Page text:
President Joe Biden's administration has been rocked by revelations that the president stored classified documents at his Penn Biden Center for Diplomacy and Global Engagement as well as his home in Wilmington, Delaware.
However, another disruption came this past week when it was reported that White House chief of staff Ron Klain is stepping down.
A New York Times article published on Saturday cited unnamed senior administration officials as saying that Klain "has been telling colleagues privately since the November midterm elections" that he is planning to depart.
The anonymous sources did not indicate what date a public announcement is to be made. However, they suggested that it will come at some point following the president's February 7 State of the Union address.
They did not say whether a new chief of staff has already been selected but stressed that Klain will likely remain for a period of time in order to help his successor transition into the role.
The transition process will no doubt be challenging given how Attorney General Merrick Garland recently tapped former U.S. Attorney for the District of Maryland Robert K. Hur to serve as special counsel in reviewing Biden's handling of classified material.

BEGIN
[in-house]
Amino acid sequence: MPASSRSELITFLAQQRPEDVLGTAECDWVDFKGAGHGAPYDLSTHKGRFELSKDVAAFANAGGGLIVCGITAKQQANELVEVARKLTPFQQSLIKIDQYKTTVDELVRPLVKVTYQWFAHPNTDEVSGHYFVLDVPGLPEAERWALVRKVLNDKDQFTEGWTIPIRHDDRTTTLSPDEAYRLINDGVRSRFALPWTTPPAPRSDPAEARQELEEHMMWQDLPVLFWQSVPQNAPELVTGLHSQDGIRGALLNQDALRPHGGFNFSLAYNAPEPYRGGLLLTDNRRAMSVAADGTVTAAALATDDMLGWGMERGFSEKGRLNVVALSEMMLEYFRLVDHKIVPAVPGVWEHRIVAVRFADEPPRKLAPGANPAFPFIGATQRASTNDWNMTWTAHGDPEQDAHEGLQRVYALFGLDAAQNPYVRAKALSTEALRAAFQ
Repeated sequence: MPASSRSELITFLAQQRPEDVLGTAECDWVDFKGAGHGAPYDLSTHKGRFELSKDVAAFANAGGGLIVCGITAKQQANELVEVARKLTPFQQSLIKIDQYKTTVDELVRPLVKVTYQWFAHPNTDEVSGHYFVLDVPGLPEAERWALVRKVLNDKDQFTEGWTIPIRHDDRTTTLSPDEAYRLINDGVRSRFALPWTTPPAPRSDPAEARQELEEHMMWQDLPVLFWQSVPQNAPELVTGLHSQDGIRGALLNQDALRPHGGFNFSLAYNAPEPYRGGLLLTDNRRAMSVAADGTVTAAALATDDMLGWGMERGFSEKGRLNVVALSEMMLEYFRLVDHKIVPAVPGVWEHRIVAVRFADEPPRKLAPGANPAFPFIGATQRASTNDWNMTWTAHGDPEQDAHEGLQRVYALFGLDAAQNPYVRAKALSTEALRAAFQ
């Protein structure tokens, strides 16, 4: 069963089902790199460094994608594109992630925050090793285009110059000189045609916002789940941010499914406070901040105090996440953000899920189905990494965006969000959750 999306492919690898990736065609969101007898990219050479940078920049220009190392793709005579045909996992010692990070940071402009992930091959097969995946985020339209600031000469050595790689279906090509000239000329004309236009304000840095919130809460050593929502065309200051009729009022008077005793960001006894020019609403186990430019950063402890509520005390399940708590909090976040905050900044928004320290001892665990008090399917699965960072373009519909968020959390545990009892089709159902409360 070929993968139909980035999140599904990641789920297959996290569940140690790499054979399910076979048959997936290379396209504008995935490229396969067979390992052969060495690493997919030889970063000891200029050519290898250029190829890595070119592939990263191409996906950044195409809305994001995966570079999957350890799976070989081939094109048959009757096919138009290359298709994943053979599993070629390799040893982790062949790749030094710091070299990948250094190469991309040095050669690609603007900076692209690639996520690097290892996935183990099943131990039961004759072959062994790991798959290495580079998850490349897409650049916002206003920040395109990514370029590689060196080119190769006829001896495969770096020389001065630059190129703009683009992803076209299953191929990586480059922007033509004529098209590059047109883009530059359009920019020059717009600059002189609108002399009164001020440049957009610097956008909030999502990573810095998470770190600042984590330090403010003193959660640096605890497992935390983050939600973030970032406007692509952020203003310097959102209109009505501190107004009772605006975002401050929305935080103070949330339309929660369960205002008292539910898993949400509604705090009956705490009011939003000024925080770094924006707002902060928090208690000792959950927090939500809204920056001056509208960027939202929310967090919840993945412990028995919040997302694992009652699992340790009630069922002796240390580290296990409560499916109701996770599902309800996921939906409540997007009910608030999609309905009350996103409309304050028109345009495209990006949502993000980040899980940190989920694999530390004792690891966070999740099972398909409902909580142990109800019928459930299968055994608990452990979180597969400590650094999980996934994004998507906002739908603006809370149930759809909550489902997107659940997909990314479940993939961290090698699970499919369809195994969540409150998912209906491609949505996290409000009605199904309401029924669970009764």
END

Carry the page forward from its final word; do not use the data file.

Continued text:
"This appointment underscores for the public the Department's commitment to both independence and accountability in particularly sensitive matters, and to making decisions indisputably guided only by the facts and the law," Garland said in a press release earlier this month.
"I am confident that Mr. Hur will carry out his responsibility in an even-handed and urgent manner, and in accordance with the highest traditions of this Department," he added.
The documents scandal deepened when Fox News reported on Saturday that a search of Biden's home uncovered yet another trove of classified material.
What's more, the 2024 presidential campaign is expected to kick off soon, and Biden has expressed a desire to run again.
Among the possible candidates to replace Klain are Labor Secretary Martin J. Walsh, former Delaware Gov. Jack A. Markell, senior White House adviser Anita Dunn, presidential counselor Steven J. Ricchetti, COVID response coordinator Jeffrey D. Zients, domestic policy adviser Susan Rice, and Agriculture Secretary Tom Vilsack.
The Times noted that none of the potential replacements responded to a request for comment while Dunn reportedly told colleagues that she has no interest in taking the job.
For his part, Klain retweeted a midterm election commercial on Friday which touted the administration's accomplishments.
Two hard years. So much to be done. But so much progress. https://t.co/XurbtjPEsq
— Ronald Klain (@WHCOS) January 20, 2023